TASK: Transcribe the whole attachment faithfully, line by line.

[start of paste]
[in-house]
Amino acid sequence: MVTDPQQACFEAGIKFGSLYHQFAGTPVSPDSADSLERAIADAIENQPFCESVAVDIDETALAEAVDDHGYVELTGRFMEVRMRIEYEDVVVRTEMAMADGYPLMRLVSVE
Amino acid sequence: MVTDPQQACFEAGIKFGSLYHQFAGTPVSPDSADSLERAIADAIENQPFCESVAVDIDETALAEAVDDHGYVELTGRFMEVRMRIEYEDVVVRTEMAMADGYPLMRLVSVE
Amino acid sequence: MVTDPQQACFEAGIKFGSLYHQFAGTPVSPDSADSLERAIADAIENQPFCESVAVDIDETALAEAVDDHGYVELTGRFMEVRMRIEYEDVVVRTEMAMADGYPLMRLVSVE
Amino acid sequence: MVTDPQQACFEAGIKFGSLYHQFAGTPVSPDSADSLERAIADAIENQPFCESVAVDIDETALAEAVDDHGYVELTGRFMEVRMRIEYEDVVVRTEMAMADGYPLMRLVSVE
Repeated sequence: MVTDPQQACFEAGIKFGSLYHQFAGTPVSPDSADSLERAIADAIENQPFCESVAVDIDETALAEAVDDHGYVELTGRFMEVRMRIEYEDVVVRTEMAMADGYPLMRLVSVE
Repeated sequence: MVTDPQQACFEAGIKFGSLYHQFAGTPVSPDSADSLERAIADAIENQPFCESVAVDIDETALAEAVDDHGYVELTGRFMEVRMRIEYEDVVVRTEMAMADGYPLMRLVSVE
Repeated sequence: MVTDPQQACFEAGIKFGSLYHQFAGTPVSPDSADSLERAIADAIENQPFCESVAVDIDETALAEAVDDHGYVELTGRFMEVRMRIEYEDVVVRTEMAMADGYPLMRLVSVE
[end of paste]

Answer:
[in-house]
Amino acid sequence: MVTDPQQACFEAGIKFGSLYHQFAGTPVSPDSADSLERAIADAIENQPFCESVAVDIDETALAEAVDDHGYVELTGRFMEVRMRIEYEDVVVRTEMAMADGYPLMRLVSVE
Amino acid sequence: MVTDPQQACFEAGIKFGSLYHQFAGTPVSPDSADSLERAIADAIENQPFCESVAVDIDETALAEAVDDHGYVELTGRFMEVRMRIEYEDVVVRTEMAMADGYPLMRLVSVE
Amino acid sequence: MVTDPQQACFEAGIKFGSLYHQFAGTPVSPDSADSLERAIADAIENQPFCESVAVDIDETALAEAVDDHGYVELTGRFMEVRMRIEYEDVVVRTEMAMADGYPLMRLVSVE
Amino acid sequence: MVTDPQQACFEAGIKFGSLYHQFAGTPVSPDSADSLERAIADAIENQPFCESVAVDIDETALAEAVDDHGYVELTGRFMEVRMRIEYEDVVVRTEMAMADGYPLMRLVSVE
Repeated sequence: MVTDPQQACFEAGIKFGSLYHQFAGTPVSPDSADSLERAIADAIENQPFCESVAVDIDETALAEAVDDHGYVELTGRFMEVRMRIEYEDVVVRTEMAMADGYPLMRLVSVE
Repeated sequence: MVTDPQQACFEAGIKFGSLYHQFAGTPVSPDSADSLERAIADAIENQPFCESVAVDIDETALAEAVDDHGYVELTGRFMEVRMRIEYEDVVVRTEMAMADGYPLMRLVSVE
Repeated sequence: MVTDPQQACFEAGIKFGSLYHQFAGTPVSPDSADSLERAIADAIENQPFCESVAVDIDETALAEAVDDHGYVELTGRFMEVRMRIEYEDVVVRTEMAMADGYPLMRLVSVE